Moving Stories tells stories of migration through art and archeology

They came from Egypt, Macedonia, Spain, Gaul, Istria, Hungary, North Africa, Liguria and Italy’s boot. They did not necessarily go voluntarily, but because they were poor, had no livelihood in their home country, and because it was decided from above. You sign and then you are 25 years as a soldier in the service of the Roman Empire. You can be sent to all sides of that empire. And if you were unlucky, you had to go north, where there lived Batavians, Germans and Canaanites – “poor people”, as the Roman officer Pliny the Elder in 77 AD. in his Natural history wrote.

Copper alloy, found in Loowaard, 100 AD. Private collection.
Photo Wil Kuijpers

Pliny himself was involved in a military expedition in the Low Countries. And he remembered it this way: “The people live on high high and self-built scaffolding, so that their houses rise above the highest known water levels. When the waves wash in over the surrounding land, the inhabitants look like sailors, but they look like shipwrecks when the water has receded. Then they hunt around their huts for the fish that are trying to escape with the sea water. ”

What did these soldiers bring with them to these unappetizing regions that now make up the Dutch river basin? What did they leave behind on their journey to the swampy north? What did they learn here, in the area of ​​’limes’, the extreme northern border of the Roman Empire?

Graffito named Macedo, end of the first early second century AD, pottery. Collection Provincial depot for soil discoveries Gelderland, Nijmegen.
Photo by Gerard Bovenberg

Ambitious project

In fact, the sublime exhibition Moving stories Limes richness – fortunately exhibited for months in the Het Valkhof Museum in Nijmegen – on the key issues. What do you lose when you leave your home country? What do you bring? How do you assimilate in your new home country? What do you hope to find here?

The exhibition at Valkhof is part of an ambitious project to explore with archaeologists, contemporary artists and fifteen Dutch people with a migration background what stories can be told about migration – both now and two thousand years ago, where it consisted of dozens of tribes, ‘ Roman army settled here. In the publication that accompanies the exhibition, director Hedwig Saam writes about the ‘new path’ that Valkhof is taking with this exhibition. It is no longer assumed that the museum has all the knowledge and expertise in house to put together a good exhibition and publication. The central (not necessarily main) role is played by archeology curator Marenne Zandstra, who is able to distill a story from the smallest fragment, archaeological find, shard and inscription with an extremely sharp eye for detail. As a viewer, you learn something from this, but above all it becomes possible to relate to the men – and women and children in their wake – who came here two thousand years ago.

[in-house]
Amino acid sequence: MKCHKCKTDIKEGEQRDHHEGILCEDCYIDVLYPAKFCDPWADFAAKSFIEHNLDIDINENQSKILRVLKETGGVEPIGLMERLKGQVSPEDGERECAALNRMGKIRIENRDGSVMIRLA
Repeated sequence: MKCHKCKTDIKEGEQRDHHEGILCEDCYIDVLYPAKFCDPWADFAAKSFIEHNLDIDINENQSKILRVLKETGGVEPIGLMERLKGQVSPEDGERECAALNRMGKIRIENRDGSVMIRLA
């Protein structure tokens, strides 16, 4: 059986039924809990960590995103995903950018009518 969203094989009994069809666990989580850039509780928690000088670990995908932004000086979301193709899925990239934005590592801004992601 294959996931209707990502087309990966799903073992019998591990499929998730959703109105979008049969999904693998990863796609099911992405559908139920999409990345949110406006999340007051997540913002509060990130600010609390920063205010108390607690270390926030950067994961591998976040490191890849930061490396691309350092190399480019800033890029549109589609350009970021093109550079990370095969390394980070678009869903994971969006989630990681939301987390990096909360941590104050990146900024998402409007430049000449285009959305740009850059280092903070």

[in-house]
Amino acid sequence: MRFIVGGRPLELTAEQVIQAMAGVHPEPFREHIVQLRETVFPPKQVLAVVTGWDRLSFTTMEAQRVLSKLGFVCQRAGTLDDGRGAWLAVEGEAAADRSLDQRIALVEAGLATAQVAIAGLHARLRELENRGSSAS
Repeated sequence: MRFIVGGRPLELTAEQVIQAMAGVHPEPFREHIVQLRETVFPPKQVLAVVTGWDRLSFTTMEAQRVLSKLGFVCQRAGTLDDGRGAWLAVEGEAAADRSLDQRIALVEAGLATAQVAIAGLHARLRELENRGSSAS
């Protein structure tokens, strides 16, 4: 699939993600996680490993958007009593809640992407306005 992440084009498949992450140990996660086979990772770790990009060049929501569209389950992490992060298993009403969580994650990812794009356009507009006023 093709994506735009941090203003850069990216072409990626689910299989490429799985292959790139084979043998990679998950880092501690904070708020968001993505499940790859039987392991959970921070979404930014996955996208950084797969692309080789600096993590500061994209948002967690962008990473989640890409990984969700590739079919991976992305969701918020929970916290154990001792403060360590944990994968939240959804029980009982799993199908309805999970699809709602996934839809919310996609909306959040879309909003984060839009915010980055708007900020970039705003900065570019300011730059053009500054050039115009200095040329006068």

Sko ca. 95-105 AD, leather (part of six pieces of footwear).
Collection The Vindolanda Trust, Hexam

Empathic ability

For suddenly one sees such a strange name left in an amphora. Or a fragment of a letter on wood from the Egyptian soldier Apion to his father. Or a beautiful abstract copper amulet worn on the heart of a lattice. Or even simpler, the tiny fingertips left in the soft clay of the tableware. Such objects and the context in which they are presented (by the way, a beautiful decoration of Studio LA), suddenly make you imagine what it meant to the people who took these things with them and built a life here abroad.

Appealing to your empathic capacity and thus transcending all the centuries that lie between the arrival of the Romans and now is further enhanced by the good selection of nearly fifteen international contemporary artists. The Brazilian Maya Sérgio shows a beautiful installation with and around coffee. The Afghan-Dutch Narges Mohammadi raises the memory of Afghan home furniture in clay and proposes with the title almost there (2020) that you can leave a place, but you will never completely settle down in your new place. Nicoline van Harskamp shows the almost hour-long, but not a momentary annoying video My name is language (2021), where people with a migration background make clear what their name means, how to pronounce their name and what the difference in pronunciation means.

The most moving contribution on Moving stories is by Chinese artist Ni Haifeng. IN Things, clues and memories (2021) he brings objects together, accompanied by short texts, sometimes almost a story, sometimes a poem. They are objects that people took with them on the run from their homeland. For example, the old coat that Moeisha Molina kept belonged to her father, who in 1991 protected his wife and four-year-old daughter from the cold with this black coat on arrival in Holland. And then Ali Jafari’s wedding ring symbolizes the love of his wife, who was left in his homeland, who said to him before his escape, “Save yourself in difficult situations by selling the ring.” Which he never did. Jafari’s wish: “That the moment you read this text, I will be able to embrace my great love again after so many years of separation.” That kind of desire is of all times, of all cultures – and this exhibition makes it clear.

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